2019 journal article

Acid Inhibition on Polyphenol Oxidase and Peroxidase in Processing of Anthocyanin-Rich Juice and Co-product Recovery from Purple-Fleshed Sweetpotatoes

JOURNAL OF FOOD SCIENCE, 84(7), 1730–1736.

By: A. Truong n, Y. Thor n, G. Harris n, J. Simunovic n & V. Truong

co-author countries: United States of America 🇺🇸
author keywords: dietary fiber; Ipomoea batatas; polyphenolics; starch; sweetpotato juice processing
MeSH headings : Acids / chemistry; Anthocyanins / analysis; Anthocyanins / isolation & purification; Catechol Oxidase / analysis; Catechol Oxidase / antagonists & inhibitors; Color; Cooking; Dietary Fiber / analysis; Fruit and Vegetable Juices / analysis; Ipomoea batatas / chemistry; Ipomoea batatas / enzymology; Peroxidase / analysis; Peroxidase / antagonists & inhibitors; Phenols / analysis; Phenols / isolation & purification; Plant Extracts / analysis; Plant Extracts / isolation & purification; Plant Proteins / analysis; Plant Proteins / antagonists & inhibitors; Starch / analysis
Source: Web Of Science
Added: September 9, 2019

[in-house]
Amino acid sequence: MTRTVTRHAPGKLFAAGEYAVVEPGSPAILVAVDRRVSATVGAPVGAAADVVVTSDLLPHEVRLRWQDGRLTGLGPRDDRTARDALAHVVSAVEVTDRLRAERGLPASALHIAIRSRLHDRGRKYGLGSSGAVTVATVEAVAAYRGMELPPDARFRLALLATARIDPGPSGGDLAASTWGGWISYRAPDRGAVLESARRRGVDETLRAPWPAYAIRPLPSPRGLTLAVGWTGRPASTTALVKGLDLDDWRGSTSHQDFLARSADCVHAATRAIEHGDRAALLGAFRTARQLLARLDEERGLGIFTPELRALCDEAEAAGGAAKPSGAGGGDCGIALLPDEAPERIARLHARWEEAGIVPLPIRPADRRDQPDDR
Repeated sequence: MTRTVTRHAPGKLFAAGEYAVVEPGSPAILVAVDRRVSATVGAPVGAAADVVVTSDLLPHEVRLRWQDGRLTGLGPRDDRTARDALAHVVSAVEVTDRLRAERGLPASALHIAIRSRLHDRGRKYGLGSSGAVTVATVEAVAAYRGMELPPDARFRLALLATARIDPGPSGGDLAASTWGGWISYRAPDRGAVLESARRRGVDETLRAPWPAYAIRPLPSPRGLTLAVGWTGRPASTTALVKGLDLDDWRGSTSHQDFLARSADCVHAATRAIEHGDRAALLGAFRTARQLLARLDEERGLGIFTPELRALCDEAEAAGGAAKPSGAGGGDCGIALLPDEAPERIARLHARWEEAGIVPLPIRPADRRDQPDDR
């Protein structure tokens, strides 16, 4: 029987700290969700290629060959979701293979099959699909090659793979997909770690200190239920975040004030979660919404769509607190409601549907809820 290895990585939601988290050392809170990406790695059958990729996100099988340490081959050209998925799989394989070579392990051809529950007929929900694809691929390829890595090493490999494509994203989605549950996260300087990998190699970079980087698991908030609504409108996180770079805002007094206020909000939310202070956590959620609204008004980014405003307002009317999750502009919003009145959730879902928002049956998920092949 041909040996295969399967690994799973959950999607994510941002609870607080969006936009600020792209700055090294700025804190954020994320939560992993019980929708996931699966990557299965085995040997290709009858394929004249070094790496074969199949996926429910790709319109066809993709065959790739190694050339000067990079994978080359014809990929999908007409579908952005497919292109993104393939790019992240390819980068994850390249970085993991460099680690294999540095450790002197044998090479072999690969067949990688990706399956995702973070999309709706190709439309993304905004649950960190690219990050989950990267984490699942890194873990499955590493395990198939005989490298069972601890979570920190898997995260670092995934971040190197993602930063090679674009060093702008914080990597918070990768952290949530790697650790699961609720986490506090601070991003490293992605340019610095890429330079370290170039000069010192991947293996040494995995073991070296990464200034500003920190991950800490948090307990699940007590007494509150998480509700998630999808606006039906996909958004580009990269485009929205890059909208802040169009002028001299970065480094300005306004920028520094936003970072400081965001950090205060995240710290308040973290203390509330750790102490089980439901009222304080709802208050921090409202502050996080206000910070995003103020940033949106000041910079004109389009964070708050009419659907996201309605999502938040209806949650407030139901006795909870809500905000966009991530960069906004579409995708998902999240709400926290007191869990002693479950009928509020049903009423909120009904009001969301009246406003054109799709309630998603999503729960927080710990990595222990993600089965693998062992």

Abstract With high phytochemical and starch contents, purple‐fleshed sweetpotatoes (PFSP) have been processed into various functional ingredients and food products including juices and natural colorants. For juice processing, PFSP are usually subjected to heat treatment for inactivation of pigment‐degrading enzymes. However, heating of sweetpotatoes gelatinizes starch and produces thick slurry with cooked flavor, which are the drawbacks. Development of alternative processes to overcome the stated problems will be beneficial to sweetpotato processors. This study demonstrated that acidified water (≥3% w/v citric acid) was effective in inhibiting polyphenol oxidase and peroxidase in raw PFSP resulting in an attractive reddish juice. About 93% total phenolics (TP) and 83% total monomeric anthocyanins (TMA) in PFSP were extracted by two repeated extractions. The combined PFSP juice (3.2 L/kg PFSP) had high levels of TP (1,850 mg/L) and TMA (475 mg/L). With the developed process, 167 g dried starch, and 140 g dried high‐fiber pomace were obtained for each kg raw PFSP, besides the highly pigmented juice. Pasteurization of the PFSP juice samples (pH 3.2) at 80 °C for 12 s resulted in 15% loss in TMA and had no effect on TP. The results indicated an efficient process to produce sweetpotato juice with high bioactive compounds and recovery of starch and high dietary fiber pomace as co‐products. Practical Application Purple‐fleshed sweetpotatoes (PFSP) are rich in polyphenolics and antioxidant activities. In PFSP juice extraction, heat treatment to inactivate the pigment‐degrading enzymes results in starch gelatinization and cooked flavor. A nonthermal process using acidified water was developed for producing anthocyanin‐rich juice from PFSP and concurrently recovering native starch and dried pomace, which would increase the economic feasibility of the developed process. The results demonstrate an efficient process for the sweetpotato industry in producing PFSP pigmented juice and co‐products for various food applications.